The equity in your car is simply determined by the value of the car less the car loan. If the amount that you owe is not enough to cover the equity value of your car, then creditors have the potential to repossess and sell it. Simply put, the value of the car cannot exceed the amount you owe when you file.

If all of the equity value of your car is protected through the motor vehicle exemptions of Virginia, then you can keep your vehicle. This means that your cars market value is exempt to creditors.

Determine Your Car’s Value

In your bankruptcy paperwork, you’ll report your vehicle’s “fair market value,” or the amount you can sell it for, considering its current age and condition. Check websites such as Kelley Blue Book and the National Auto Dealers Association for values. Your bankruptcy trustee will likely want a printout from one of the sites to prove your vehicle’s value.

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How Do Bankruptcy Exemptions Work

Most of the Chapter 7 bankruptcy exemptions have a limit. This means that anyone filing bankruptcy can protect certain types of property up to a certain amount. For example, say your car is worth $3,500, and the exemption for motor vehicles in your area is up to $6,000. In this case, you’d be allowed to keep your vehicle because its value is lower than the exemption amount.

What if your vehicle was worth $9,000? In this case, your trustee could sell the vehicle for $9,000. They would then give you the $6,000 that’s protected by an exemption and divide the remaining $3,000 amongst your creditors.

Your House In Chapter 13 Bankruptcy

Want to Keep Your Car in a Chapter 7 Bankruptcy? Learn How.

When youre behind on your mortgage payments but want to keep your home, Chapter 13 bankruptcy might give you the time you need to catch up. Under this type of bankruptcy, the court approves a plan for you to repay the past-due mortgage amounts over three to five years, while continuing to make your current mortgage payments. As long you keep up with both of those payments, your lender cant foreclose on the house.

But how often do Chapter 13 filers succeed in completing their repayment plans? Many of the readers we surveyed were still making their plan payments. Of the others, however, nearly half had their case dismissed before they were able to complete the plan, which usually happens when a debtor cant keep up with the payments. It was likely that these readers didnt have enough income to cover their living expenses as well as the monthly plan payments. Bottom line: Despite good intentions, not all Chapter 13 bankruptcy filers are able to keep their houses.

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What Happens To My Car Once I File For Bankruptcy

You may or may not be able to keep your car when you file for bankruptcy. The type of bankruptcy you choose to pursue, how much equity you have in your vehicle and whether you own the car outright or are financing or leasing it will determine what happens to your car in bankruptcy. Other factors like the value of your car and exemptions in your state will determine what happens to your car once you file for bankruptcy.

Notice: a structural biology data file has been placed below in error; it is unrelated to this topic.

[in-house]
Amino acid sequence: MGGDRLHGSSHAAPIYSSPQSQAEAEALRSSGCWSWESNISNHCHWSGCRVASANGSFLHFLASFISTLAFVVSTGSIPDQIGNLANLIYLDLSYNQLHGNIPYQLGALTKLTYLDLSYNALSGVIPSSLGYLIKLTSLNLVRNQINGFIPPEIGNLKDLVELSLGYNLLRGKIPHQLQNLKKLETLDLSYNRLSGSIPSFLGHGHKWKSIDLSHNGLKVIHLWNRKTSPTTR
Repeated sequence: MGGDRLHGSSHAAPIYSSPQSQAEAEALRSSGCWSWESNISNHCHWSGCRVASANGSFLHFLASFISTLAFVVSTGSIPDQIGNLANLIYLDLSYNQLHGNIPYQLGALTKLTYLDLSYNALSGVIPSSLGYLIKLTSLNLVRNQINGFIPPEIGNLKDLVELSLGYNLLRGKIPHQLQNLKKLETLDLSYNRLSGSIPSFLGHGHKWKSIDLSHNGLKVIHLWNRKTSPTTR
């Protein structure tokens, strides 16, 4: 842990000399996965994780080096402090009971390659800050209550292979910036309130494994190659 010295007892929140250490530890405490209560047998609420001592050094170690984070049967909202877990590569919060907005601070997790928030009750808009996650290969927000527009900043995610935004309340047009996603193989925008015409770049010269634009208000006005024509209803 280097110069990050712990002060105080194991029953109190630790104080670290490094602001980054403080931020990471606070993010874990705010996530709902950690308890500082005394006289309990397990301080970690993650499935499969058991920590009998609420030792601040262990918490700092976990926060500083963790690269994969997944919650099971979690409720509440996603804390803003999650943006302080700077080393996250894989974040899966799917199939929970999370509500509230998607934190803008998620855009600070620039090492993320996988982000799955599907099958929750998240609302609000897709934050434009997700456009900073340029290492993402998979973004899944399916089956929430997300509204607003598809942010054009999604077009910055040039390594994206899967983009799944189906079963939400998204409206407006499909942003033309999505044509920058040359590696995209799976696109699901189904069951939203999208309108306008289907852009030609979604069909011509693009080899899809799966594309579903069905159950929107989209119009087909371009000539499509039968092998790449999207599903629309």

Keeping A Car In Chapter 7 Bankruptcy By Reaffirming The Car Loan

Many lenders will let you keep a car after bankruptcy as long as you’re current on the payment and continue to make the payment after the case ends. The lender will give you the title when you pay the amount due under the discharged contract.

This arrangement works well because if the car breaks down or is in an accident, the filer can stop making payments and give the vehicle back to the lender. However, without a contract in place, the payments aren’t reflected on the filer’s credit report, and the lender can repossess the car at any time.

Filers who don’t want to risk losing the vehicle can sign a new contract called a “reaffirmation agreement.” Although you might be able to convince the lender to agree to better terms, you should assume they’ll remain the same because the lender isn’t obligated to modify the loan. Therefore, while signing a reaffirmation agreement can help you keep a car in Chapter 7 bankruptcy, it isn’t a tool you should rely on if you’re behind on your payments.

Learn more about your car in Chapter 7 bankruptcy.

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Explore Your Bankruptcy Options

Get the financial relief you are entitled to by filing for bankruptcy protection. Our team represents individuals and small business owners in Chapter 7 and Chapter 13 bankruptcy cases. We can also provide help filing for Chapter 11 reorganization bankruptcy and Chapter 12 bankruptcy for family farmers and fishermen.

We can help you through the petition and filing process. We can help you retain your assets when you choose Chapter 7 bankruptcy. We can even help you restructure financial debt through other bankruptcy filings with complex financial structures or extremely large debt loads. Call Farmer & Morris Law, PLLC to speak to a member of our client intake team and learn what happens if you declare bankruptcy today.

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Can You Keep Your Car After Filing Bankruptcy

Pin on Bankruptcy

There are several factors that go into whether you’ll be able to keep your vehicle through the bankruptcy process. Since your vehicle is considered an asset, and potentially a valuable one, it’s something creditors may pursue when looking to collect debt. Your vehicle may, however, be counted under an exemption that protects it from repossession. In general, the following is considered to determine if you’ll be able to keep your car:

  • The type of bankruptcy you’re filing
  • Whether you own, lease or are still financing the vehicle
  • The value of the vehicle
  • What exemptions apply where you live

Read on to learn more about what you can expect to happen to your vehicle when you file bankruptcy.